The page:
We live in a society which tells boys that they need to be strong, that they need to be leaders, play sports and show no fear. However, these behaviours don’t come naturally to most, so what does it mean for the majority when they don’t think they measure up and then aren’t able to share how they feel?
Toxic masculinity is a very real phenomenon and boys need to be reassured that they can show their emotions – especially right now.
Big Boys Cry is about a little boy who is nervous about starting school, unaware that his father is much more worried than he is. It’s a moving look at how our words can affect our children, and why we need to choose them carefully.
When little Levi leaves home for his first day of school he starts to cry. His dad doesn’t know what to say or do so he just buttons up his coat and sends him out the door with the words “Big boys don’t cry”.
Levi wipes away his tears and tries to be brave but, on the way to school he sees something which amazes him. He spots a fisherman crying whilst saying goodbye to his family and he sees a harpist and a poet, both awash with emotion as they perform to onlookers. The more he walks the more he opens his eyes to the world and sees that all around him there are boys and men from all walks of life showing their feelings as they go about their day.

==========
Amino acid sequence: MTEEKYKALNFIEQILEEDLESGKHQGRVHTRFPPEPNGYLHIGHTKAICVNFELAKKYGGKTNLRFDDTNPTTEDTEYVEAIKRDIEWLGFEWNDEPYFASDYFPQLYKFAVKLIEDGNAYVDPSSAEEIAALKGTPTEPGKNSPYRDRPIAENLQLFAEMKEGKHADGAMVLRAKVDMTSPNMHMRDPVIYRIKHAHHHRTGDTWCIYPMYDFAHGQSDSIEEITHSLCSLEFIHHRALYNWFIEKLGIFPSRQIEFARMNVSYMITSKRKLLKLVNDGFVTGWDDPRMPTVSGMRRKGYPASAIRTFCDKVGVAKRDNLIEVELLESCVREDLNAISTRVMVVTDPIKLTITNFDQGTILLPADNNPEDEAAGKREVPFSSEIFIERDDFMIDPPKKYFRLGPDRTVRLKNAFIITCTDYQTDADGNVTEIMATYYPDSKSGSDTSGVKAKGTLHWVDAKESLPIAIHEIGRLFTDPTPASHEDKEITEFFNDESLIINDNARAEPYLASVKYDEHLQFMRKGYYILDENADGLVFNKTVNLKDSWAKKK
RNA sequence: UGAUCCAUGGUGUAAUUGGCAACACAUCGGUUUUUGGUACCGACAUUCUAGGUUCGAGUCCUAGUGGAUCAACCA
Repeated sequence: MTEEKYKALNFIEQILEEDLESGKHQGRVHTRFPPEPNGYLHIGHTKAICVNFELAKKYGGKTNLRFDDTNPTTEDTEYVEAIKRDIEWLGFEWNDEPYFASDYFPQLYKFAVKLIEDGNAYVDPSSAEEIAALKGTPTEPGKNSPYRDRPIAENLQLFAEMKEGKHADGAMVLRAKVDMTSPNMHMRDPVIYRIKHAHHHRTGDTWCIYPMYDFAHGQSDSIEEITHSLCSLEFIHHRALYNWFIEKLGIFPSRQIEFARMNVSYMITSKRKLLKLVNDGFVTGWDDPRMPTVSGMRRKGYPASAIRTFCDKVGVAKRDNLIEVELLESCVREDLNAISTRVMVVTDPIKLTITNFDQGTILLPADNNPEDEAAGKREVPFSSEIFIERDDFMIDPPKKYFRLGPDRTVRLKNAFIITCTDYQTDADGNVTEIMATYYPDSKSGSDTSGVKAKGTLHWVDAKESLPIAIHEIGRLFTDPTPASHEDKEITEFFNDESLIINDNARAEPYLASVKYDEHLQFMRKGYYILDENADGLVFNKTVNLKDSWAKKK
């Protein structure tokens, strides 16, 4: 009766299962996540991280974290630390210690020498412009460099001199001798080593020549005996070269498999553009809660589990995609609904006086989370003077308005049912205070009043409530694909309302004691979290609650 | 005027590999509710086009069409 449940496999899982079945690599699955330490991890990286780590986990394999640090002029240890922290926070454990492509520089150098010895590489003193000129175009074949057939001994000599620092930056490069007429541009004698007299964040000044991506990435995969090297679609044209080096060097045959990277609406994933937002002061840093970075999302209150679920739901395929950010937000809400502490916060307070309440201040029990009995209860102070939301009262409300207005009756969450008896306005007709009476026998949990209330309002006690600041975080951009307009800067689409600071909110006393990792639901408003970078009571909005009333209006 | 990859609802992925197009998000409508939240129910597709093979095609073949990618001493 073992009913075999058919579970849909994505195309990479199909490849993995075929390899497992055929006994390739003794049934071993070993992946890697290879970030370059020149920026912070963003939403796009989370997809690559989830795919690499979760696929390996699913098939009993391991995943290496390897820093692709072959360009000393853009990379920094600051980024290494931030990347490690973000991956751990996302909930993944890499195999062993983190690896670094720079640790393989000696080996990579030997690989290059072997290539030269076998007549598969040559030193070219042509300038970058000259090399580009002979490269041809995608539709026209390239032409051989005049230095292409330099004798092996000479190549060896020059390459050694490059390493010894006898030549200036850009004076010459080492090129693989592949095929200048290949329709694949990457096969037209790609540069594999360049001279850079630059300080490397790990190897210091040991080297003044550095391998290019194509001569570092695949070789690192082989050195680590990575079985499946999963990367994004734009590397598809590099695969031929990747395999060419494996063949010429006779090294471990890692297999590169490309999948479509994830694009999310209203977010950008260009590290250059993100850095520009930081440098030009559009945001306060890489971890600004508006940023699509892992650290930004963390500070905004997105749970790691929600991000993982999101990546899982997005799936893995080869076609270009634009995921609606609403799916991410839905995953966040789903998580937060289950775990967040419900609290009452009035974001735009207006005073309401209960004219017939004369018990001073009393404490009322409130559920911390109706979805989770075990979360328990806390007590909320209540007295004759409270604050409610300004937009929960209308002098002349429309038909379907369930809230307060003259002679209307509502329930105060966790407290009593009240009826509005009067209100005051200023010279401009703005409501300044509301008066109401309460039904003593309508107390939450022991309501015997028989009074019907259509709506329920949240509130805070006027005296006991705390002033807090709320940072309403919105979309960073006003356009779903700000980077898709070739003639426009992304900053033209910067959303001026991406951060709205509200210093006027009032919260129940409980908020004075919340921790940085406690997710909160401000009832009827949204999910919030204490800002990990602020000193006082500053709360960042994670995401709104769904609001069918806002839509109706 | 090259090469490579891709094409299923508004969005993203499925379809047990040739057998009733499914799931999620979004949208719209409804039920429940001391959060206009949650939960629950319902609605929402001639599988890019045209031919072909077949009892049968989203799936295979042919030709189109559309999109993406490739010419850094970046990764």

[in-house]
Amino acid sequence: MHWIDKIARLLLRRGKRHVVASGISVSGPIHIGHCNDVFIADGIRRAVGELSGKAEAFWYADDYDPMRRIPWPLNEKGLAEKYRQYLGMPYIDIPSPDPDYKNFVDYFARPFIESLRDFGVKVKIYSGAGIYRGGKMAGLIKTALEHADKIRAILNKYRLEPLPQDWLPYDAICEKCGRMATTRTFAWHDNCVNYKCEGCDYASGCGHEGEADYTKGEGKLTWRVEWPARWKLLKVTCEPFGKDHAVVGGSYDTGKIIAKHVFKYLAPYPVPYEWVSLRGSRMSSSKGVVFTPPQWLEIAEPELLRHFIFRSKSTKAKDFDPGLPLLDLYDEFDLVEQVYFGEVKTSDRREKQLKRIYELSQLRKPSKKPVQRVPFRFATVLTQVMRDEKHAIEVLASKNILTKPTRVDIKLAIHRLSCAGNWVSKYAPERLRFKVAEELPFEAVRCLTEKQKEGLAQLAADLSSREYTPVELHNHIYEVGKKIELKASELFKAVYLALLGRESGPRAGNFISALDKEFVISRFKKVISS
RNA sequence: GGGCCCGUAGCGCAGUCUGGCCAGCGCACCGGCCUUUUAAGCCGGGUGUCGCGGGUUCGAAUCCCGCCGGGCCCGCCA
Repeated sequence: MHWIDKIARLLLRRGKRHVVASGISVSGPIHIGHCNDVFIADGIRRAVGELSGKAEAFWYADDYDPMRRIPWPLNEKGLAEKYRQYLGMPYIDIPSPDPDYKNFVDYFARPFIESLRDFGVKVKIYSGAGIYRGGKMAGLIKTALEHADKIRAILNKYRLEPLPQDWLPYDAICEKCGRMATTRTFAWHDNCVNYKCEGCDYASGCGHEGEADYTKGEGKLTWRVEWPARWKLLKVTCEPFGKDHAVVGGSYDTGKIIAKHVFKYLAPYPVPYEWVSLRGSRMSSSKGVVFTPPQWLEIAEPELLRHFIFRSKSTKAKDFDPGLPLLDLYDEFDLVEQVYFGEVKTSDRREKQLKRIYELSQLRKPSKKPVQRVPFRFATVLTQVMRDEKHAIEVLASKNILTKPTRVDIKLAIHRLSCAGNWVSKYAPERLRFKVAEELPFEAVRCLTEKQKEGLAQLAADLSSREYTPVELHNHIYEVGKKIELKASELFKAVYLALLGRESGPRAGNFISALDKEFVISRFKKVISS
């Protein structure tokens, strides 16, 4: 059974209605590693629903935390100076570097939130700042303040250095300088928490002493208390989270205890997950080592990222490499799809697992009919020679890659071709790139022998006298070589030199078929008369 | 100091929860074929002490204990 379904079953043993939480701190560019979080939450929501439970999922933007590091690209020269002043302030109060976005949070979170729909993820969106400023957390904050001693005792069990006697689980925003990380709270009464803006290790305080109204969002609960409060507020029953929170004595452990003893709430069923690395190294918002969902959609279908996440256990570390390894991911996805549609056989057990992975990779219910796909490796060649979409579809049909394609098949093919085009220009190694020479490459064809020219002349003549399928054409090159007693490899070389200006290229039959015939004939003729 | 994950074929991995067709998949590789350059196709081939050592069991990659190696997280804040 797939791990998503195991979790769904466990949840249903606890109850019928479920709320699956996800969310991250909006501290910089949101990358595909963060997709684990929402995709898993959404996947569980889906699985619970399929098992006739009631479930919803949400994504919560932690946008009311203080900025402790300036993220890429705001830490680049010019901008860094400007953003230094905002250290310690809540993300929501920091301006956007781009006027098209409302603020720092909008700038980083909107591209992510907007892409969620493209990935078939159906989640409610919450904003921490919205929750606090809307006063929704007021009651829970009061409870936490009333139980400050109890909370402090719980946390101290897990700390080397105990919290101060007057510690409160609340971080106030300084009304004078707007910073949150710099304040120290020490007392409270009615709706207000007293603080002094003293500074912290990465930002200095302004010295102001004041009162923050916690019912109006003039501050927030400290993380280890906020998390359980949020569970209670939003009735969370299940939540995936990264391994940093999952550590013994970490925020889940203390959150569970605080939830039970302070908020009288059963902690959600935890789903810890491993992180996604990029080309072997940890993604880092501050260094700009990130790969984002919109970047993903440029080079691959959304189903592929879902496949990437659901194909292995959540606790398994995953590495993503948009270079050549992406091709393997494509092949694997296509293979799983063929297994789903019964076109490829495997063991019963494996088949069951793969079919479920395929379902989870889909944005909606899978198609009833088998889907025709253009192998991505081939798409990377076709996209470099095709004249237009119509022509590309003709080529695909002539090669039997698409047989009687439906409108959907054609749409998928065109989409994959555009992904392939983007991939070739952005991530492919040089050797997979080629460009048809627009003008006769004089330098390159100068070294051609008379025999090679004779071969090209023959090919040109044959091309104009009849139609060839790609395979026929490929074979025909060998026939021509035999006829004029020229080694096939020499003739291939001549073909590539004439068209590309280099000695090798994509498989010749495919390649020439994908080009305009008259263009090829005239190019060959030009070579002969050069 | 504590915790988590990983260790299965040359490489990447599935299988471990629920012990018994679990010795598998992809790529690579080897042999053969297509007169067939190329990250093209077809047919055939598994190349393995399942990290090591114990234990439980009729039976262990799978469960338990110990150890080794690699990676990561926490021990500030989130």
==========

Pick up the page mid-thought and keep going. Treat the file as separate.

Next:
He allows himself to cry as he approaches the school gates and when he returns home, he tells his father what he has learned – but how will his father react?
This is a heartfelt and beautifully illustrated story. I love the message it holds and it’s made even more powerful by the fact we see tears and a sincere apology from the father at the end of the story.
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